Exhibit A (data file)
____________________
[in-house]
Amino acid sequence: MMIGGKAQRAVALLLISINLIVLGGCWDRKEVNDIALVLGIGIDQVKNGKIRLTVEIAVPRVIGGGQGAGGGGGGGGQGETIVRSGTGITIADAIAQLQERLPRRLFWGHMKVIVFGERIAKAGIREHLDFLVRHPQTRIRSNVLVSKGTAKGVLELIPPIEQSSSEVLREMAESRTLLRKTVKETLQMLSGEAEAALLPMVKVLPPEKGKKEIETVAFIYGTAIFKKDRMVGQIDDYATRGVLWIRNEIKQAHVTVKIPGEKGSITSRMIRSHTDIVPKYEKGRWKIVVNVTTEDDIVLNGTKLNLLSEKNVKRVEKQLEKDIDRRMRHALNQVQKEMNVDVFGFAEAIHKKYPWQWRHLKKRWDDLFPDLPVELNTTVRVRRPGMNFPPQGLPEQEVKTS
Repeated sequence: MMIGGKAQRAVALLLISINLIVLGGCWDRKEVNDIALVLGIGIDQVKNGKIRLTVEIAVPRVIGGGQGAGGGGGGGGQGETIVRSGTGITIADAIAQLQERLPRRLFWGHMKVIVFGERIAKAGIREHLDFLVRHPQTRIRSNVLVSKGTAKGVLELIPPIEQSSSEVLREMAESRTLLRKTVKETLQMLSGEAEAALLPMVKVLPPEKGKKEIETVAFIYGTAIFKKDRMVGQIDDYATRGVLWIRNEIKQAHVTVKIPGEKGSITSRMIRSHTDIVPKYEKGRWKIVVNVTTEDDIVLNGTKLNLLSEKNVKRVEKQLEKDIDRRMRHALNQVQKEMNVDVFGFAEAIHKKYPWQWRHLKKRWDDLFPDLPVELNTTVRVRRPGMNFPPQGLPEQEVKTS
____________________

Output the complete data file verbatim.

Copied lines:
[in-house]
Amino acid sequence: MMIGGKAQRAVALLLISINLIVLGGCWDRKEVNDIALVLGIGIDQVKNGKIRLTVEIAVPRVIGGGQGAGGGGGGGGQGETIVRSGTGITIADAIAQLQERLPRRLFWGHMKVIVFGERIAKAGIREHLDFLVRHPQTRIRSNVLVSKGTAKGVLELIPPIEQSSSEVLREMAESRTLLRKTVKETLQMLSGEAEAALLPMVKVLPPEKGKKEIETVAFIYGTAIFKKDRMVGQIDDYATRGVLWIRNEIKQAHVTVKIPGEKGSITSRMIRSHTDIVPKYEKGRWKIVVNVTTEDDIVLNGTKLNLLSEKNVKRVEKQLEKDIDRRMRHALNQVQKEMNVDVFGFAEAIHKKYPWQWRHLKKRWDDLFPDLPVELNTTVRVRRPGMNFPPQGLPEQEVKTS
Repeated sequence: MMIGGKAQRAVALLLISINLIVLGGCWDRKEVNDIALVLGIGIDQVKNGKIRLTVEIAVPRVIGGGQGAGGGGGGGGQGETIVRSGTGITIADAIAQLQERLPRRLFWGHMKVIVFGERIAKAGIREHLDFLVRHPQTRIRSNVLVSKGTAKGVLELIPPIEQSSSEVLREMAESRTLLRKTVKETLQMLSGEAEAALLPMVKVLPPEKGKKEIETVAFIYGTAIFKKDRMVGQIDDYATRGVLWIRNEIKQAHVTVKIPGEKGSITSRMIRSHTDIVPKYEKGRWKIVVNVTTEDDIVLNGTKLNLLSEKNVKRVEKQLEKDIDRRMRHALNQVQKEMNVDVFGFAEAIHKKYPWQWRHLKKRWDDLFPDLPVELNTTVRVRRPGMNFPPQGLPEQEVKTS